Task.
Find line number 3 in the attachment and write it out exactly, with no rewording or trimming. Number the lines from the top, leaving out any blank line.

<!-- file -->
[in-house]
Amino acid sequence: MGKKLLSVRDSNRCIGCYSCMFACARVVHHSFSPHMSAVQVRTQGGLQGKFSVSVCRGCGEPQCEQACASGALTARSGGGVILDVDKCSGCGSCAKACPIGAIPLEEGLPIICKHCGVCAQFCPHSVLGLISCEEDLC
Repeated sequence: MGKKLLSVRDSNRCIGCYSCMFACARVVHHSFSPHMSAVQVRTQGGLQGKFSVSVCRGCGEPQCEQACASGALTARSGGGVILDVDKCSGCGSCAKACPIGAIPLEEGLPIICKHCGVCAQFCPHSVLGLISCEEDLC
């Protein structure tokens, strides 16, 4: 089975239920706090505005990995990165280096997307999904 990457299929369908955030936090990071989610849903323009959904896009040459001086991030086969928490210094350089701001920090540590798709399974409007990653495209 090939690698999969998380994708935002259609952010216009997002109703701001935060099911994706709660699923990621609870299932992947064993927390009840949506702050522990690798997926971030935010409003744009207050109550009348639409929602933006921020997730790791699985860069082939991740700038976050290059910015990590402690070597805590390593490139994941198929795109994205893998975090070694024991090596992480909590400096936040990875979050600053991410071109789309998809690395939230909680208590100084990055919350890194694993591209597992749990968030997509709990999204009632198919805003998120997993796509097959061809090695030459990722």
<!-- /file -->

Repeated sequence: MGKKLLSVRDSNRCIGCYSCMFACARVVHHSFSPHMSAVQVRTQGGLQGKFSVSVCRGCGEPQCEQACASGALTARSGGGVILDVDKCSGCGSCAKACPIGAIPLEEGLPIICKHCGVCAQFCPHSVLGLISCEEDLC